The app is an excellent resource for injection molders and designers to get the best results from Eastman Tritan copolyester. Its wealth of practical information can be useful for designing, molding, processing, and fabricating other engineering polymers—for consumer and medical products. The app’s “Quick Links” function also makes it easy to dive deeper into Tritan applications, successes, and the latest tips for molding Tritan. 
 
Download the free Tritan Mold It app from the App Store today.    

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The effect of electron beam sterilization on Eastman Tritan™
Sterilizing medical devices helps reduce the bioburden to a safe level with minimal effects on the physical and optical properties of its polymers. Some of the most widely used sterilization methods in the medical industry today include gamma radiation, ethylene oxide (EtO), autoclave, and low-temperature hydrogen peroxide gas plasma. Another method gaining in popularity is electron beam (e-beam) radiation. It’s a safe, reliable source of energy thanks to recent advancements in operating efficiency.
 
Compared to gamma radiation, e-beam radiation typically costs less due to higher dose rates that reduce the time of exposure at the same target dose. The shorter exposure time also minimizes the oxidation reactions that can occur at the polymer surface, resulting in less effect on resin properties than with gamma radiation.

To determine the effects of e-beam radiation on Tritan and other transparent medical polymers, Eastman conducted a series of studies that measured color shifting and physical property retention. Specific products tested are shown here:
Optical properties
Samples were exposed to e-beam radiation (25 and 50 kGy) and then stored in darkness. Their color was measured at days 3, 7, 14, and 42 using HunterLab UltraScan Sphere 8000 and the CIE L*, a*, b* color scale. (Samples were stored in darkness and only exposed to light for color measurement.)
 
 
Figure 2 shows the difference in b* color values between unexposed samples and sterilized samples at day 42—after e-beam radiation at both 25 and 50 kGy. 
 
Figure 2. Change in b* color 42 days after e-beam radiation—25 and 50 kGy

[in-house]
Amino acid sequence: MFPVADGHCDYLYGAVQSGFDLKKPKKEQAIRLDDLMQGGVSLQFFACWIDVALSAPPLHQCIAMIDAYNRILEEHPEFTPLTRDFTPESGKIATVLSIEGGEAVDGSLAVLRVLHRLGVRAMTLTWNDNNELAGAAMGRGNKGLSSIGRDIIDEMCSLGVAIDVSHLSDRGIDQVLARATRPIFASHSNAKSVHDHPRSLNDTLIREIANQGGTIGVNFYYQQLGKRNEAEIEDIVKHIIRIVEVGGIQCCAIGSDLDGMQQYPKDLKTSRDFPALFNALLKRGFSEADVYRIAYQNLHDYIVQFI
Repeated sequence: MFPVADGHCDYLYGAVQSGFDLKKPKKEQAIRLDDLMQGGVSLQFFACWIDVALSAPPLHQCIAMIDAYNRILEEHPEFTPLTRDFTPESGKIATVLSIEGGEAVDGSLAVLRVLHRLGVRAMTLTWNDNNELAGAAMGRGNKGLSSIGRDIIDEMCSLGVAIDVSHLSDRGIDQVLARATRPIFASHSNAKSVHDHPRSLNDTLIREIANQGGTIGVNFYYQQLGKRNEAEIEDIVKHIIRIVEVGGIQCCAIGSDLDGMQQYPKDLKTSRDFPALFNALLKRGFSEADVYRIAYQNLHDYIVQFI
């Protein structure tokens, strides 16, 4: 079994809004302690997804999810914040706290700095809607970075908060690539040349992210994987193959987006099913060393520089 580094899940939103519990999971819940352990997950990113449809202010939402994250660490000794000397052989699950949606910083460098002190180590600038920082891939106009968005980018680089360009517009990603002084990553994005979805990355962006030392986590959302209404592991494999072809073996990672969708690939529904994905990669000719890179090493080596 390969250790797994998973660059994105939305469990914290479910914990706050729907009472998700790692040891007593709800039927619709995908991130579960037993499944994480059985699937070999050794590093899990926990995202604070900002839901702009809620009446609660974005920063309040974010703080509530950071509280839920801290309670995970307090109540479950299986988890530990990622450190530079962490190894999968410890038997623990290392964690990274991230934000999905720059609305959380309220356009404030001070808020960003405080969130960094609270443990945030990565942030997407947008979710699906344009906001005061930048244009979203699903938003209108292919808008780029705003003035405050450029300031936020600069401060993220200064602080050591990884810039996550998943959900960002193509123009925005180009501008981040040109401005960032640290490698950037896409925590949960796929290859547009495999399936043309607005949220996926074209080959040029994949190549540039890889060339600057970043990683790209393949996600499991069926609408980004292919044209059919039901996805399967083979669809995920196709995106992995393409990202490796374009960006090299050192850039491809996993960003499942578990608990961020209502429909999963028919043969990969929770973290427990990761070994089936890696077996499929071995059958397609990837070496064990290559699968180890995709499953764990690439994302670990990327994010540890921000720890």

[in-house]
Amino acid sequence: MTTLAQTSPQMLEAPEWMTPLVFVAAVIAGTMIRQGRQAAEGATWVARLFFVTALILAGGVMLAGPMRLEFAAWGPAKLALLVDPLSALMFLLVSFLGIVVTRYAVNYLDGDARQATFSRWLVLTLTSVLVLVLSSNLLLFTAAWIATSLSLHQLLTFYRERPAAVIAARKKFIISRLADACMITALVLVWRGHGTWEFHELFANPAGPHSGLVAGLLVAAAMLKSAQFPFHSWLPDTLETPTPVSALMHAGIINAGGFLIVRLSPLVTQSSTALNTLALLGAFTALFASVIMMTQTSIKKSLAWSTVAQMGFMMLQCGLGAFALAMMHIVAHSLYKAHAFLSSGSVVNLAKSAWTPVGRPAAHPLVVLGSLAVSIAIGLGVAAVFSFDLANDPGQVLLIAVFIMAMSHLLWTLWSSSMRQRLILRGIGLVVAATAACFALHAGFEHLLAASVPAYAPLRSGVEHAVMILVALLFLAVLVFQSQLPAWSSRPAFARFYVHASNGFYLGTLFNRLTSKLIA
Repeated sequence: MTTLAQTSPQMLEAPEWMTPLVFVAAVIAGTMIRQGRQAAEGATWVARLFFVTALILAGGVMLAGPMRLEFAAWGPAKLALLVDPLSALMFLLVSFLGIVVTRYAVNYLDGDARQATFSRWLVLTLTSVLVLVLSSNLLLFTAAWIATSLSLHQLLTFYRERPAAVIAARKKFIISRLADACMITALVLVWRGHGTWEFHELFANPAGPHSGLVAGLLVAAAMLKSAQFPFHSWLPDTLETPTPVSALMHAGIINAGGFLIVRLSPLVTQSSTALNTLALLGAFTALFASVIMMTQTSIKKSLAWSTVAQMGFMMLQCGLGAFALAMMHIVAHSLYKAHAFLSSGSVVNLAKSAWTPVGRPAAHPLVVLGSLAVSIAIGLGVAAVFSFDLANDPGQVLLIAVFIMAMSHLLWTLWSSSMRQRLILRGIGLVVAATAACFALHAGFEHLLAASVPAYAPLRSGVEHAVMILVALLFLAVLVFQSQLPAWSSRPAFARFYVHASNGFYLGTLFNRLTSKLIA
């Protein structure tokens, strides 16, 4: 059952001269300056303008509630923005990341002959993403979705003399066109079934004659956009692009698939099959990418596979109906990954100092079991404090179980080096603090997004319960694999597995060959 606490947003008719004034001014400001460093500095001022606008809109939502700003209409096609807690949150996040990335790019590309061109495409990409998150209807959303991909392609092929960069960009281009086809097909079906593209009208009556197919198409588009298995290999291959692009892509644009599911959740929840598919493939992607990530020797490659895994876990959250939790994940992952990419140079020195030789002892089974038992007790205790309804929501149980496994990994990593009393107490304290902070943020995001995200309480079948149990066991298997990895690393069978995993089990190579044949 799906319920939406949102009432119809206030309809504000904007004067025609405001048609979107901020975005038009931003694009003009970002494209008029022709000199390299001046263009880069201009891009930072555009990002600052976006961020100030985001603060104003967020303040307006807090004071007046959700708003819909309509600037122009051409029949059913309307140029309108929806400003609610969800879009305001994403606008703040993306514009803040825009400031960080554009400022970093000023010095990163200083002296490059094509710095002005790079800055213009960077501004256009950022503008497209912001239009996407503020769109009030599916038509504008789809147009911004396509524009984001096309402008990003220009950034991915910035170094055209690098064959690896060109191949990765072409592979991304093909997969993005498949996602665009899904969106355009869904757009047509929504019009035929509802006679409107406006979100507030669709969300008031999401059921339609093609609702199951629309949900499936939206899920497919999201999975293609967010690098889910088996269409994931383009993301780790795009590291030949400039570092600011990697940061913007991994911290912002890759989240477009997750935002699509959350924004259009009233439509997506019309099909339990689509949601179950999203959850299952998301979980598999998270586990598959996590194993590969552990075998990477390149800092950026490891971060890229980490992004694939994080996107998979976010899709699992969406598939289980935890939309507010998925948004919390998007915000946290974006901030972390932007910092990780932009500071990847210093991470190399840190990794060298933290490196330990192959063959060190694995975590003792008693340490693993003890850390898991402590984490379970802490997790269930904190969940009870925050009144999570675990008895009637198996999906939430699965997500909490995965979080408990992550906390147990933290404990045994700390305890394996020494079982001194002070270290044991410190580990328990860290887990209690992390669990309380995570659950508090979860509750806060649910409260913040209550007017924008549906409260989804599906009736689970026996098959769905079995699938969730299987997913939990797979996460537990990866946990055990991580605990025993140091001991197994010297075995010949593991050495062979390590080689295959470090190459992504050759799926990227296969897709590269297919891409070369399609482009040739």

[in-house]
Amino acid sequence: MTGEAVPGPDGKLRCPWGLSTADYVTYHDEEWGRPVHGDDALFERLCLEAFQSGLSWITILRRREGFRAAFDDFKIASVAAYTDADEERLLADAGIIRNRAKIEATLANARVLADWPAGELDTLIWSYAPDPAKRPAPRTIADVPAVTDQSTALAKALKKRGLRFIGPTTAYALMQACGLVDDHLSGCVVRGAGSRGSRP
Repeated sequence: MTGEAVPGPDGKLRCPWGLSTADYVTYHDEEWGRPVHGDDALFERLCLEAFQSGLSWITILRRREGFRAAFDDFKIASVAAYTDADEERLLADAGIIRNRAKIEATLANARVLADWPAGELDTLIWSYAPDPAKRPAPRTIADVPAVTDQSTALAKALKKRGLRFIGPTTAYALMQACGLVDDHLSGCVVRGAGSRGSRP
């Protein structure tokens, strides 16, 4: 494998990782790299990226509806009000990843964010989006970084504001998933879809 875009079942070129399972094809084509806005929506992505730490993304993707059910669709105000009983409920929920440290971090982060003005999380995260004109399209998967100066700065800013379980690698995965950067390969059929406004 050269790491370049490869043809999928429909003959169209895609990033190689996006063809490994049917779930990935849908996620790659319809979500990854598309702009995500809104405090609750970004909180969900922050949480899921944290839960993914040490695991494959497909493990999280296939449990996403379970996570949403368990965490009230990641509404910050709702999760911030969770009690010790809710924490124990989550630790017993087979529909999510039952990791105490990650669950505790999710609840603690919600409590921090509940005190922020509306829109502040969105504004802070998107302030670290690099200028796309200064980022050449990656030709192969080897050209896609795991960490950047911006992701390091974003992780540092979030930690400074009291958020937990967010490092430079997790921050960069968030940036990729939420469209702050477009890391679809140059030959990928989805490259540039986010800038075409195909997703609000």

Physical properties were measured before and after e-beam sterilization at 25 and 50 kGy. No physical property degradation was noted for Tritan MX711 or the other resins tested. The polyesters and copolyesters in the study showed no statistical change in molecular weight, although Tenite propionate 360 did show a loss of molecular weight, as expected from an aliphatic polymer. 


Read the complete details of these studies here
 
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Overmolding with Tritan
Using overmolded soft-touch materials can provide many functional and decorative benefits to items made from rigid thermoplastics. Eastman Tritan copolyester demonstrates exceptional adhesion with commercial grades of TPE. When selecting the TPE you want to use, make sure it is formulated for use with a copolyester substrate.
Consider these factors for part design:                 
  • Optimize part and TPE thickness for adhesion and dimensional stability. If the TPE thickness is in excess of the Tritan part thickness, you could see warpage when you remove it from the mold. Use a substrate thickness twice that of the TPE.
  • Incorporate mechanical interlocks to improve TPE adhesion and promote part durability. Mechanical interlocks are important for thin TPE layers and very demanding fitness-for-use requirements.
  • Use flow-through designs to improve adhesion and durability. This is especially beneficial for designs incorporating soft-touch features on multiple surfaces.
  • Ensure the edge of the TPE is flush with or below the level of the non-overmolded section of the rigid substrate. This will minimize the potential for peeling or delamination. 
Work with your TPE supplier or Eastman to ensure your part is designed for successful results. Remember to think about the specific end-use environment of the overmolded part when selecting the appropriate TPE grade to confirm that it is compatible with your specific fitness-for-use criteria. 
   
For more information about using Tritan in secondary operations, download our Secondary Operations Guide